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sandy


Posts: 191
Joined: Oct 2006
Post: #29
01-05-2012 08:43 AM

Well, people do seem to be able to find out they are religious after all if trying to get into high performing CofE or Catholic schools, why not Muslim, Jewish or other faith schools? As someone else said previously state faith schools are supposed to allocate some places to children of other faiths or none in the interests of intercommunal understanding.

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Londondrz


Posts: 1,538
Joined: Apr 2006
Post: #30
01-05-2012 05:00 PM

I would rather my child got a decent education than worry about who's invisible friend is beter than anyone elses.

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Contrary Mary


Posts: 124
Joined: Oct 2008
Post: #31
01-05-2012 09:10 PM

Does "decent education" include encouraging children to talk to an invisible friend for their whole life, instead of just the stage when it's a normal part of childhood development?

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robin orton


Posts: 716
Joined: Feb 2009
Post: #32
02-05-2012 10:32 AM

Sounds as if SE23 doesn't like the idea of faith-based schools very much.

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davidbent


Posts: 7
Joined: Mar 2008
Post: #33
03-05-2012 07:04 PM

Hello,
We live in Honor Oak and didn't get any of our 6 local choices of primary school for our son. We live 480m from Stillness and approx 530m from Dalmain. We were offered Adamsrill, which I hear is good, but is very hard to get to for us. We haven't got a car, so we'd need to take two buses, or the train and a long walk. We're on waiting lists and will appeal.

I'm hopeful we'll get a place at Stillness or Dalmain when the waiting lists settle. Anyone else in this area missed out on all 6 choices? I think that if a group of over 15 families join together to appeal, the Council may have to provide another bulge class in a local school.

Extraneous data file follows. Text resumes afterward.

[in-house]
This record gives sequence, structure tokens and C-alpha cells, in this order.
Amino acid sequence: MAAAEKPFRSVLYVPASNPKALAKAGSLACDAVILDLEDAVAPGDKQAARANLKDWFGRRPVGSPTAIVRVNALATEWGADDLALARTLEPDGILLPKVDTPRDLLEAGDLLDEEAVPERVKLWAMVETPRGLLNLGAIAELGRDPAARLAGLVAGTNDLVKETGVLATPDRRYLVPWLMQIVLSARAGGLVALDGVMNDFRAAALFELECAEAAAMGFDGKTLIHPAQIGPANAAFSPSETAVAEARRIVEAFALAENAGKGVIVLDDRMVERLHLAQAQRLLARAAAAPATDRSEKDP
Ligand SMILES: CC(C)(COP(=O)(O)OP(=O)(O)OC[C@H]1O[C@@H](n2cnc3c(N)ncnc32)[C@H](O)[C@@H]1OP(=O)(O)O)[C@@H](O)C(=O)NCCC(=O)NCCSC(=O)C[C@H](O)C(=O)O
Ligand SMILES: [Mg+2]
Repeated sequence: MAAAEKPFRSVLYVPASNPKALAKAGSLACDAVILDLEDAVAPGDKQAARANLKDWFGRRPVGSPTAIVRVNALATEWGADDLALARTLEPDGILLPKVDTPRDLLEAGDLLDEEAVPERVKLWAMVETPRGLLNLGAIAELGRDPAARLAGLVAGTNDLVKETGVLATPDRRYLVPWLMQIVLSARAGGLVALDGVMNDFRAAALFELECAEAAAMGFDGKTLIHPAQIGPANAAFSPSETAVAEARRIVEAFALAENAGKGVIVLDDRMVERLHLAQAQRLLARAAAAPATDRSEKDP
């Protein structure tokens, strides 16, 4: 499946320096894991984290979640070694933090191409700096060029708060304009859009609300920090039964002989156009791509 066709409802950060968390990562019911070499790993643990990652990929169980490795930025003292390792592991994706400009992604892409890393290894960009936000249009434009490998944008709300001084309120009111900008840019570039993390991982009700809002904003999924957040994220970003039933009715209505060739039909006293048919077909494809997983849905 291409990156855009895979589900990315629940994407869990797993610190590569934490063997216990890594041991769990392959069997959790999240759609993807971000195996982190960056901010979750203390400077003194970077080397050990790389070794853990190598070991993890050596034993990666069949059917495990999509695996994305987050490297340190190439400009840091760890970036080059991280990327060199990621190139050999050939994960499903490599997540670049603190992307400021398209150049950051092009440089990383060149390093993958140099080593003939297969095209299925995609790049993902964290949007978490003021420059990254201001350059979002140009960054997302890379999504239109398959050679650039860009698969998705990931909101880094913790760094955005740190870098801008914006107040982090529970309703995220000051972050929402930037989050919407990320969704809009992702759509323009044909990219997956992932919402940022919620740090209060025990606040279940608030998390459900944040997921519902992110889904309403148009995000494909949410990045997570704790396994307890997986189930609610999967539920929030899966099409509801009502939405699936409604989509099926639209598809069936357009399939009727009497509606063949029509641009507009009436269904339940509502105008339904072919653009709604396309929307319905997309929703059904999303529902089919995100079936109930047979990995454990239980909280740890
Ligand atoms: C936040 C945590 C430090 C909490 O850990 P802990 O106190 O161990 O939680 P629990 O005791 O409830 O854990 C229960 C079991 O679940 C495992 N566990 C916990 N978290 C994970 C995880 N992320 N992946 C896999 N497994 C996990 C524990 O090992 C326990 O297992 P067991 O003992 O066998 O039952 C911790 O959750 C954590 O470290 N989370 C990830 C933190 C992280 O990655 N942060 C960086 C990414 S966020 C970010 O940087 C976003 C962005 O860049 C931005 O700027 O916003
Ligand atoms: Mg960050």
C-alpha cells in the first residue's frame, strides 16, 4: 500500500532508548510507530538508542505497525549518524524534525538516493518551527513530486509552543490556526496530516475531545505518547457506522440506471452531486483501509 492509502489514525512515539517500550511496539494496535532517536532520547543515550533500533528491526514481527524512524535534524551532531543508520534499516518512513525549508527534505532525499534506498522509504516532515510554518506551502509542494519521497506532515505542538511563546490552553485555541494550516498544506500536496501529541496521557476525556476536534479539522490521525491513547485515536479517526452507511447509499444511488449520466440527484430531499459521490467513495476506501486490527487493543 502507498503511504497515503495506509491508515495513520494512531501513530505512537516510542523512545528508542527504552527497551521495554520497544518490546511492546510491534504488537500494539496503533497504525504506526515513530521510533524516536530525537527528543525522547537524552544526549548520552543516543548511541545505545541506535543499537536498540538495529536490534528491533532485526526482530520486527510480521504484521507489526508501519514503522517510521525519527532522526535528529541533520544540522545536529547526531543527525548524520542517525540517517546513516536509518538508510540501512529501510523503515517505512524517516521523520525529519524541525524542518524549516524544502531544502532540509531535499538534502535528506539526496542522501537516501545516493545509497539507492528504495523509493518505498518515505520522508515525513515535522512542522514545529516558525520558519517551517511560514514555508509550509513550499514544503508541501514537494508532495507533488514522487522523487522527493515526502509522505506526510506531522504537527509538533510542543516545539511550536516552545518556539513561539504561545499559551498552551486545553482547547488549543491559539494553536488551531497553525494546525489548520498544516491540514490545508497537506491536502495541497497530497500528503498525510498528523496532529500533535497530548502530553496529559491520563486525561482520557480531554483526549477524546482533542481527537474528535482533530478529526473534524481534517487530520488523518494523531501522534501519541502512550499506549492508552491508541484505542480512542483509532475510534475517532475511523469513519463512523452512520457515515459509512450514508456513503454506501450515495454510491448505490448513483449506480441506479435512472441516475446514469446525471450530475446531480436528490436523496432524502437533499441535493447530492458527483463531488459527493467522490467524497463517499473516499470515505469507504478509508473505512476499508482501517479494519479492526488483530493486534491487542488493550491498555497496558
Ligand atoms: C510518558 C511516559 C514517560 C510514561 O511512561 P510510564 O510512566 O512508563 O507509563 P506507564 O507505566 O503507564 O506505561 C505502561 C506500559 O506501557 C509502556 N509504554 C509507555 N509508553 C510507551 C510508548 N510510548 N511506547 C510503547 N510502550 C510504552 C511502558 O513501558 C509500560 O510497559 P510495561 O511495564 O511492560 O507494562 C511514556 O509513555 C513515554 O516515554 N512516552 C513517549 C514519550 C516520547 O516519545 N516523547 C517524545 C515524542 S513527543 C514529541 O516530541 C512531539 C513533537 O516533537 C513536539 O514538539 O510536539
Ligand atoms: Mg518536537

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Deano


Posts: 179
Joined: Oct 2011
Post: #34
03-05-2012 07:36 PM

I don't understand why people seem so against faith schools. My kids go to a non-faith school but they get taught all sorts about 'values'. It's just these 'values' seem to have been decided by the school itself rather than a religious book. I wonder why people are prepared to think these 'values' are good but Christian values etc are bad. Sounds like a form of discrimination of its own to me.

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Deano


Posts: 179
Joined: Oct 2011
Post: #35
03-05-2012 07:37 PM

David Bent, do you know where you are on the list? It may be worth hanging on as sometimes a lot of people drop out/move away.

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davidbent


Posts: 7
Joined: Mar 2008
Post: #36
03-05-2012 07:43 PM

Hi Deano,
When I first rang School Admissions, a lady said we were 4th on the waiting list for Stillness. However, I rang again this week and another lady told me they could not tell me until June.

What's your experience of waiting lists?

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davidbent


Posts: 7
Joined: Mar 2008
Post: #37
03-05-2012 07:55 PM

I didn't realise you could apply for religious schools if you are not a church goer. I would have put St Francesca Cabrini down as a choice and been glad of a nearby place. I think we're about 460m away.

Do you know if we can be on the waiting list for this school?

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Deano


Posts: 179
Joined: Oct 2011
Post: #38
03-05-2012 09:11 PM

I would say that 4th is really high up the list. I know that some people much further down the list than that got places at our school. probably worth asking admissions for a guide on previous years.

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figbella


Posts: 19
Joined: Nov 2007
Post: #39
04-05-2012 09:10 AM

David,

We are in a similar position to you and, judging by the distances that you quoted, probably don't live too far away from you either.

You mention about the council having to put in another bulge class if more than 15 people band together. Do you know whether this is a statutory requirement as I couldn't find anything about this in the admissions code?

Feel free to PM if you prefer.

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hoona


Posts: 205
Joined: Mar 2011
Post: #40
04-05-2012 09:16 AM

Just to reassure you there's lots of movement. We were 4th on the list for our school and got a place three weeks before the start of the school year! Then, at least three people in my son's year left in Reception. I think you'll get your Stillness place - if not at the start of the new year, then at least within the Reception year.